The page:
What you need to know
- Abeer AlKhaja is an Emirati personal trainer and CrossFit coach.
- She's been speaking about her routine with Cosmopolitan.
- Apple Watch is "more than a smart watch."
Emirati personal trainer and CrossFit coach Abeer AlKhaja is "the sporty Arab woman that we should all be learning from" according to Cosmopolitan and it might have a point. AlKhaja says she "fell in love with fitness" and uses an Apple Watch extensively during her workouts but, also, during everyday life.
Speaking with Cosmo the trailer said that she uses Apple Watch to track goals, but also uses the handwashing reminders that were added with watchOS 7.
Continuing, the conversation turned to the features that get the most use and, predictably, the Acvitvity app – now Fitness – was top of the list.
Beyond that it seems Apple Pay gets plenty of use as well, with AlKhaja saying that it's "simple and effective." I wouldn't argue with that assessment.
You can read the full interview on the Cosmopolitan site and it's definitely with your time. not least the discussion about whether exercise can help our mental state. Something that 2020 isn't helping one bit.
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Oliver Haslam has written about Apple and the wider technology business for more than a decade with bylines on How-To Geek, PC Mag, iDownloadBlog, and many more. He has also been published in print for Macworld, including cover stories. At iMore, Oliver is involved in daily news coverage and, not being short of opinions, has been known to 'explain' those thoughts in more detail, too.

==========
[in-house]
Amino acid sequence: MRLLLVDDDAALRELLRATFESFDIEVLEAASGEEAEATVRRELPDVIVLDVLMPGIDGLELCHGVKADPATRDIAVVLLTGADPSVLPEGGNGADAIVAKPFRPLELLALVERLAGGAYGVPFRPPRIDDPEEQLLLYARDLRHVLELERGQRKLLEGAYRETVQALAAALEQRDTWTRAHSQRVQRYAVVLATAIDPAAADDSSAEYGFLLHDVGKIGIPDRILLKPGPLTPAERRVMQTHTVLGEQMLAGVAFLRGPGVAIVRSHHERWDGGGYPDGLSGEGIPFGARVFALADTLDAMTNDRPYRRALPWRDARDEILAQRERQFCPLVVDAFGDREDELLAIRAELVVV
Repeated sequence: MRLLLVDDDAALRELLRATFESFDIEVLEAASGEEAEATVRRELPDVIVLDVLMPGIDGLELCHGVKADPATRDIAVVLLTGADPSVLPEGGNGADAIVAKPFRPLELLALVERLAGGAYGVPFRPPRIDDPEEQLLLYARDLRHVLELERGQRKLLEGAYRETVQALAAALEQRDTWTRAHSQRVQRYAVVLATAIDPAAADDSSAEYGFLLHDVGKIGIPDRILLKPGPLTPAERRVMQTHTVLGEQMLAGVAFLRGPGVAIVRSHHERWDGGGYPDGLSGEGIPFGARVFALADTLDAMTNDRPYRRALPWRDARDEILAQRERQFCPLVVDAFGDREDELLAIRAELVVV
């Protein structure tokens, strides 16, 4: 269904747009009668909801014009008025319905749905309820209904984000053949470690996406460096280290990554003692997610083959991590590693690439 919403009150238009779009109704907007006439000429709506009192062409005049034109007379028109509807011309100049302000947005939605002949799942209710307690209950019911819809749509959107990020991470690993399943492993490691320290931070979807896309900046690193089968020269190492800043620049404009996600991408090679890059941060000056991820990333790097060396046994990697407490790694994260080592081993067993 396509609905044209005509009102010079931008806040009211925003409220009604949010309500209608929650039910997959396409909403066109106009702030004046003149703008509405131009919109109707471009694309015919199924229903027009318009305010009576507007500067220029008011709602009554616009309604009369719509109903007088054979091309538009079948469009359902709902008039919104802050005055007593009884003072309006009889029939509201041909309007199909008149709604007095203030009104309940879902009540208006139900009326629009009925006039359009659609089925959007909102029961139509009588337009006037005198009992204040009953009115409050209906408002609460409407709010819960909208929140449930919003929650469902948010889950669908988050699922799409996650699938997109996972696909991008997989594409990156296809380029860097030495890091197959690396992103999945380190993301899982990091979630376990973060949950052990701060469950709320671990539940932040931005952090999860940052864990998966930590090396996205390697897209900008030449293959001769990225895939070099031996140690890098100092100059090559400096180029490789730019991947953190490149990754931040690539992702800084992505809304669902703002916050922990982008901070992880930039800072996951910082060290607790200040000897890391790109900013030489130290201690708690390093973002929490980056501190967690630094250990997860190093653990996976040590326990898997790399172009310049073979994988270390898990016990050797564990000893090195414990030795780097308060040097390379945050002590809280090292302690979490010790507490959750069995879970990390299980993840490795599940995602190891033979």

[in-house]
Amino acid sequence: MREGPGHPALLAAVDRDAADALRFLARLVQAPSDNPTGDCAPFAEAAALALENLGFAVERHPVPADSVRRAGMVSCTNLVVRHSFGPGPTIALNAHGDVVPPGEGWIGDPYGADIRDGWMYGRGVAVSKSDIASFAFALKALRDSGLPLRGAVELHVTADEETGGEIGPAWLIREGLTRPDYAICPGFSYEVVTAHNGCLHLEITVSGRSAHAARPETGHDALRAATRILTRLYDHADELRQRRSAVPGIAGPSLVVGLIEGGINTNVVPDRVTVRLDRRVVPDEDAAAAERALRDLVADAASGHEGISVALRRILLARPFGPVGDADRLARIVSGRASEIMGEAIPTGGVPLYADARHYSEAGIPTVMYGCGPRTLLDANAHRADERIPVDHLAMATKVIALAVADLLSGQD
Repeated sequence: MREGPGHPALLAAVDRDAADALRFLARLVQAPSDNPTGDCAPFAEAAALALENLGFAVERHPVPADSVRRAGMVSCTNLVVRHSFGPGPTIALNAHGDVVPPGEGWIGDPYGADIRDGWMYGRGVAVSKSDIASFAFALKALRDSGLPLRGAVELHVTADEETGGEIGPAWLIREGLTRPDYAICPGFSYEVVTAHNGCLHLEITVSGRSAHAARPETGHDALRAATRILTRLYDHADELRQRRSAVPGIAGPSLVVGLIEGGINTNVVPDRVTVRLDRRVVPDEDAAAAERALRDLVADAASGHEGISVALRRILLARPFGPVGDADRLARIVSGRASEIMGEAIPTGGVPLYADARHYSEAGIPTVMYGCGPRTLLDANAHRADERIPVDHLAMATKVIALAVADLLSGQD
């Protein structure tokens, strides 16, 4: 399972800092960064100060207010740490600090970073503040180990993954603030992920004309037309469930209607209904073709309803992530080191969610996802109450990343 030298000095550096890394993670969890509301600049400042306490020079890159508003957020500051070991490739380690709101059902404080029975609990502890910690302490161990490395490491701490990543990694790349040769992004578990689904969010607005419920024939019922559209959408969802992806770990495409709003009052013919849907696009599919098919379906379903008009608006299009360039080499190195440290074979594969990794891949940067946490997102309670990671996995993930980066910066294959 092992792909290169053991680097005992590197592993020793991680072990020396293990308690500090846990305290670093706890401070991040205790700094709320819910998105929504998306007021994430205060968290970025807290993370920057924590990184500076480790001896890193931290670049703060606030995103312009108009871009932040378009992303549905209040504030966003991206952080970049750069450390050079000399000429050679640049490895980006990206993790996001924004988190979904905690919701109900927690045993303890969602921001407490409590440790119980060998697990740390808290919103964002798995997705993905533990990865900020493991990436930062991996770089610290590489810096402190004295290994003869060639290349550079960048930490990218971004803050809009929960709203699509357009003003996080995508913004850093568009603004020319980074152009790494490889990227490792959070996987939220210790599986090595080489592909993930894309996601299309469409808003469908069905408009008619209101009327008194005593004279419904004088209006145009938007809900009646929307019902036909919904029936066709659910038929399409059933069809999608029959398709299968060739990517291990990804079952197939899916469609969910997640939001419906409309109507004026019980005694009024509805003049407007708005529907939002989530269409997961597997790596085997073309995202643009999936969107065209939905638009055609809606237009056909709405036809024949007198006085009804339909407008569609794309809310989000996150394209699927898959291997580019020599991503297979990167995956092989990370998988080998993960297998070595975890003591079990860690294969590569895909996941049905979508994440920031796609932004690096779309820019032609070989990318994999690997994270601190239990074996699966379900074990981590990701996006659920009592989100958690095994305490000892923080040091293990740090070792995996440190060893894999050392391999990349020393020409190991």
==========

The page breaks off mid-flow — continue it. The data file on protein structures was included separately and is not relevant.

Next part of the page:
Having grown up using PCs and spending far too much money on graphics card and flashy RAM, Oliver switched to the Mac with a G5 iMac and hasn't looked back. Since then he's seen the growth of the smartphone world, backed by iPhone, and new product categories come and go. Current expertise includes iOS, macOS, streaming services, and pretty much anything that has a battery or plugs into a wall. Oliver also covers mobile gaming for iMore, with Apple Arcade a particular focus. He's been gaming since the Atari 2600 days and still struggles to comprehend the fact he can play console quality titles on his pocket computer.